For the NFL, signing with YouTube is a “massive win,” said Daniel Cohen, executive vice president of media rights consulting at Octagon.
The league got a good price and built another relationship with a deep-pocketed tech company that could bid on future NFL broadcast rights, Cohen added. In addition to selling Thursday night NFL games to Amazon.com, the league reached a deal with Apple this fall to sponsor its Super Bowl halftime show.
Executives at DirecTV, which has offered Sunday Ticket for nearly three decades, have been hoping that whoever wins the rights will cut a side deal with them. The company is losing TV customers at a rapid clip as more people cancel their pay-TV subscriptions, and has been looking for ways to stem the bleeding. Under such an agreement, DirecTV could help YouTube move Sunday Ticket subscribers to its service, while the satellite-TV service would benefit by maintaining a relationship with that customer.
“To the extent that we’re partners on that, we will be very helpful,” Rob Thun, DirecTV’s chief content officer, said in an interview this fall. “To the extent that we’re not, we don’t really have a lot of skin in the game to help them take on those new customers.”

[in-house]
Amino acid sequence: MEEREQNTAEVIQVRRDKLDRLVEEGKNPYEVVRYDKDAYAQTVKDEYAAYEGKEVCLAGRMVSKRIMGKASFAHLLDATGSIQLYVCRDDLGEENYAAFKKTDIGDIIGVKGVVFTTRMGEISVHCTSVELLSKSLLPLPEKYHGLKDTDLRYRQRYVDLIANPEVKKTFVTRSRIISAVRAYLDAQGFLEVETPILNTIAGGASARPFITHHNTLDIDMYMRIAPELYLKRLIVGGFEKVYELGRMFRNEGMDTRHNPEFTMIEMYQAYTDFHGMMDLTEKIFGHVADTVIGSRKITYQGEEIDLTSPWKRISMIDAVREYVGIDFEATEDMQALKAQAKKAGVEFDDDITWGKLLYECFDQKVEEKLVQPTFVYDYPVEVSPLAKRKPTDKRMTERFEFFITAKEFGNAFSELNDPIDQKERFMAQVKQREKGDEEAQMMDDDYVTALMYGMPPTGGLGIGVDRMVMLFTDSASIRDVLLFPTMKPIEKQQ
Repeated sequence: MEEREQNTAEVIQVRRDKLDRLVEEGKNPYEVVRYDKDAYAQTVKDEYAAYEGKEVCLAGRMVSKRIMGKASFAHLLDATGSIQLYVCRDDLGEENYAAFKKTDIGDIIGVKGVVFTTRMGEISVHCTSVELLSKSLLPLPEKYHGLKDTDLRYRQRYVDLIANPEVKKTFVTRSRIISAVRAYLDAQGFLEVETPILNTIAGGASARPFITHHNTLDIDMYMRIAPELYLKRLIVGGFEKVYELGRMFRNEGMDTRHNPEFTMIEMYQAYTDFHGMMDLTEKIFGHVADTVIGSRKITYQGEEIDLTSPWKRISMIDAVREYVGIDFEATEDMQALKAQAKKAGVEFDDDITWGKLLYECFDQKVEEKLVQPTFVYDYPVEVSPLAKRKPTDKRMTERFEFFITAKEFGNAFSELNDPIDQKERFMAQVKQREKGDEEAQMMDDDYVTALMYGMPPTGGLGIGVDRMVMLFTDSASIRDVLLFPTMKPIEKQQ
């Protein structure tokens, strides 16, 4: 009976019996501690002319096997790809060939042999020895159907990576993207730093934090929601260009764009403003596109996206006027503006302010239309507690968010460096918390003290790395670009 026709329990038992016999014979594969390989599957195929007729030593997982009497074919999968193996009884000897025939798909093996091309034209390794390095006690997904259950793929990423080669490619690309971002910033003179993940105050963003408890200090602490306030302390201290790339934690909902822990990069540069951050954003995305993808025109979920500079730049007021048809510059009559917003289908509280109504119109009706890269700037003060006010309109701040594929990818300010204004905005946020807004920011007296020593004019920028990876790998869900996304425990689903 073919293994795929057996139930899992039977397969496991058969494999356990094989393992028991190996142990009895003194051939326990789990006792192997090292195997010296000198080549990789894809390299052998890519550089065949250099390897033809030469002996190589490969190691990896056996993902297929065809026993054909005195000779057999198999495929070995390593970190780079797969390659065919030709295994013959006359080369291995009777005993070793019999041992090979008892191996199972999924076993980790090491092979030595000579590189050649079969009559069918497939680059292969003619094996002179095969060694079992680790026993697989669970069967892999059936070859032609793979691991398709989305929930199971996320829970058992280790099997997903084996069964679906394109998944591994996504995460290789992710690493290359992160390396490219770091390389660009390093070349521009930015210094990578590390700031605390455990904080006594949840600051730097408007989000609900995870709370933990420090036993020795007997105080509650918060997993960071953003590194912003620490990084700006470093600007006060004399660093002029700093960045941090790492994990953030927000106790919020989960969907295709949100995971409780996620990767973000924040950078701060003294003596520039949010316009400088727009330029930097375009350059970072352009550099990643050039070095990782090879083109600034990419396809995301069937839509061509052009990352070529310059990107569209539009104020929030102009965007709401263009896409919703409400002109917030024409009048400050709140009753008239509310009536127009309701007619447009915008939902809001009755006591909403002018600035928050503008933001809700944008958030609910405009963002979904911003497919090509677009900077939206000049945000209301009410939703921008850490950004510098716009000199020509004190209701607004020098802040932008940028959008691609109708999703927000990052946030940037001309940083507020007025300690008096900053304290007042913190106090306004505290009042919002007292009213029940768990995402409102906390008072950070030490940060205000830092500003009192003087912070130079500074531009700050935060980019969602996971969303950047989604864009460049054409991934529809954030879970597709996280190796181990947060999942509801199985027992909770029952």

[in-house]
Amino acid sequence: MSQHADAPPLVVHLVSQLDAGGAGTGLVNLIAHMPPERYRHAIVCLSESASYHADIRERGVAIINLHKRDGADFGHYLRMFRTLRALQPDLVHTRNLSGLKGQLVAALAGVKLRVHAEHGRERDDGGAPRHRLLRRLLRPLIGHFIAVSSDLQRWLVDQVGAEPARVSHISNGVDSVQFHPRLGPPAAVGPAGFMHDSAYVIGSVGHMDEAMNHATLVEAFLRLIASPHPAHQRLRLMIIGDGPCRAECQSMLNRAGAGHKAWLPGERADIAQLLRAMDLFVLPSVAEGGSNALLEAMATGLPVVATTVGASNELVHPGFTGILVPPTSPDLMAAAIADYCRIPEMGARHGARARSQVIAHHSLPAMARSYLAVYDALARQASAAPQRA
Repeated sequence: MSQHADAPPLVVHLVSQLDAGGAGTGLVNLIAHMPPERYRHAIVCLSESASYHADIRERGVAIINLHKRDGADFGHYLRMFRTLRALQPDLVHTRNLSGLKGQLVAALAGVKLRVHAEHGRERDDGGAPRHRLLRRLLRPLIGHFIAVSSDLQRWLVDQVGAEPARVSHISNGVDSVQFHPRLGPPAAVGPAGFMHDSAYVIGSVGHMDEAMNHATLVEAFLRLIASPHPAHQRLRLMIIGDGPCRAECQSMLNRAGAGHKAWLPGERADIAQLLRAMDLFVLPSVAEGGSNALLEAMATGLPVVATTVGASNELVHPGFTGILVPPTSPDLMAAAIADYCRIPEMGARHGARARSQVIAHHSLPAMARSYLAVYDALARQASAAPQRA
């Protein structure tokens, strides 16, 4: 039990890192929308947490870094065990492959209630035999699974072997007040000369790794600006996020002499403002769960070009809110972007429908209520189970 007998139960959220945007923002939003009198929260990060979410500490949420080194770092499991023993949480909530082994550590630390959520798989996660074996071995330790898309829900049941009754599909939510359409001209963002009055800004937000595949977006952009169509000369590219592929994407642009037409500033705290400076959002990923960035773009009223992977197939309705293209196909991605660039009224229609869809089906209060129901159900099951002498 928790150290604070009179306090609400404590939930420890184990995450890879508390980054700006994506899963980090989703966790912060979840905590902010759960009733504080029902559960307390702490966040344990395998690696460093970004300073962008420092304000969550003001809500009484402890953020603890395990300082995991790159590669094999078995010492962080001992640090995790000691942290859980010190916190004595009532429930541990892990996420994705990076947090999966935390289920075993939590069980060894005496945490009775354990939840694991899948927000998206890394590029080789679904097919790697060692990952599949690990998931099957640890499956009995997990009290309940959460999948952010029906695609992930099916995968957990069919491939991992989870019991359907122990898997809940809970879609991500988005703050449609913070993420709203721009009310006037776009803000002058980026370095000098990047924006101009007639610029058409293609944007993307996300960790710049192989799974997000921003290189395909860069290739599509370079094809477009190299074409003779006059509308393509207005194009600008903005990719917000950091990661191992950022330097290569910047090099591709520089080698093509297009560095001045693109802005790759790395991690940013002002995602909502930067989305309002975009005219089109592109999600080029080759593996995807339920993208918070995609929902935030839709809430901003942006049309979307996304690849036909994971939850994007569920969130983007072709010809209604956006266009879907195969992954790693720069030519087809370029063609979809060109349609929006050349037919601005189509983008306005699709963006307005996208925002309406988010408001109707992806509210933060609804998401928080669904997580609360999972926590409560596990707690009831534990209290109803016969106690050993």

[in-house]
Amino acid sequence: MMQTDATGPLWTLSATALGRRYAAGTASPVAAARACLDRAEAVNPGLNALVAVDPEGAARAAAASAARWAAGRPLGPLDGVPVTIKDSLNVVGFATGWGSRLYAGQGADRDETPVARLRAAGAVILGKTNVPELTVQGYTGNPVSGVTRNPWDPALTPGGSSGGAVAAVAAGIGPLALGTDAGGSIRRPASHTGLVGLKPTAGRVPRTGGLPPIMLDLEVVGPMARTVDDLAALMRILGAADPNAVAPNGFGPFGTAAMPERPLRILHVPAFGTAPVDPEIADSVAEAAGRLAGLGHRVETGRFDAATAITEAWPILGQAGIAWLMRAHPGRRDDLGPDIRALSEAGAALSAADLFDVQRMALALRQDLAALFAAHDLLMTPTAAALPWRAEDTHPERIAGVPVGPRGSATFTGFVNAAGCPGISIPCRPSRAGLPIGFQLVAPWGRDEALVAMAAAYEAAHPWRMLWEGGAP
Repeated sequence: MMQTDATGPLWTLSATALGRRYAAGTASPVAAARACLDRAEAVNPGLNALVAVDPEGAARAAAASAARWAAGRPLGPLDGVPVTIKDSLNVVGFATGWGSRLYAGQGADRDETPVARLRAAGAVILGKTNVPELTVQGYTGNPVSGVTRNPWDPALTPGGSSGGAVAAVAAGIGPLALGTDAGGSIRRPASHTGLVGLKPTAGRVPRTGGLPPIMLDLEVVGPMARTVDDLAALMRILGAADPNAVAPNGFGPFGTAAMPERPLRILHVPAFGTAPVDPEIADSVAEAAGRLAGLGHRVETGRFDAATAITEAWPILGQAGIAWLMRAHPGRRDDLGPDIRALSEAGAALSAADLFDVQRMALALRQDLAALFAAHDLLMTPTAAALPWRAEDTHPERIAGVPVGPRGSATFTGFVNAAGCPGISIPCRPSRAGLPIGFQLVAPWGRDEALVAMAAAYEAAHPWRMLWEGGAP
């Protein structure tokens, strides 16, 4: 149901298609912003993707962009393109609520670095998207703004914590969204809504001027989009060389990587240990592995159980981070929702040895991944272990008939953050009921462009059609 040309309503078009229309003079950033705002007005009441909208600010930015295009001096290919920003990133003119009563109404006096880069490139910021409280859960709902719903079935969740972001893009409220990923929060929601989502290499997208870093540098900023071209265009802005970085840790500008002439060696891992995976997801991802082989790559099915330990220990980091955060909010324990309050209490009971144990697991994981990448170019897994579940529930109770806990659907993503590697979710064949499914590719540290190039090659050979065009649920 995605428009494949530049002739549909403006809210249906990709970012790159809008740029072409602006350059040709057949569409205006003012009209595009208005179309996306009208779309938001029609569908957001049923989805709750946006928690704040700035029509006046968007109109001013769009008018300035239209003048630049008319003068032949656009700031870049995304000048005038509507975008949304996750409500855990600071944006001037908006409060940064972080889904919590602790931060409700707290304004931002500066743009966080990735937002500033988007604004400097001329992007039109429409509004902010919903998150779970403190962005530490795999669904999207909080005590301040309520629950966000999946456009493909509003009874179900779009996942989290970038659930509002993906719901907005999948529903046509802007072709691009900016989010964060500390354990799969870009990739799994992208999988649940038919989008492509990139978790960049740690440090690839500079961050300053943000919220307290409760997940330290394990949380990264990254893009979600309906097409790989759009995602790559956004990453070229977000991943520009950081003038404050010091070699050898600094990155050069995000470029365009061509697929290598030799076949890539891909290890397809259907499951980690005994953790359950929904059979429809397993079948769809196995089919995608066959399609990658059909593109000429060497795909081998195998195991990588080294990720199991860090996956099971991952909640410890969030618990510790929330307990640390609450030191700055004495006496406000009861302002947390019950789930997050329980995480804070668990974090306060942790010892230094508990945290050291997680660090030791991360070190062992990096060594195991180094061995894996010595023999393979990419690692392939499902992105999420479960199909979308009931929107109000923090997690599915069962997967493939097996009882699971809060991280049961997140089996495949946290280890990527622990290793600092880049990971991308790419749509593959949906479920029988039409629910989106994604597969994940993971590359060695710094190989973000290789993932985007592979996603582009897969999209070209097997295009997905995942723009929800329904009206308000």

DirecTV is also interested in reselling Sunday Ticket to rural customers who don’t have strong enough internet to stream the games, Thun said. Additionally, the company is hoping to keep airing games in bars and restaurants. It recently made a similar arrangement with Amazon for Thursday Night Football.
The NFL and YouTube are looking at additional ways to distribute NFL Sunday Ticket in commercial establishments such as bars and restaurants.
“It makes a heck of a lot of sense for us to be a partner on the commercial front, given that those relationships have taken years to establish and cultivate,” Thun said.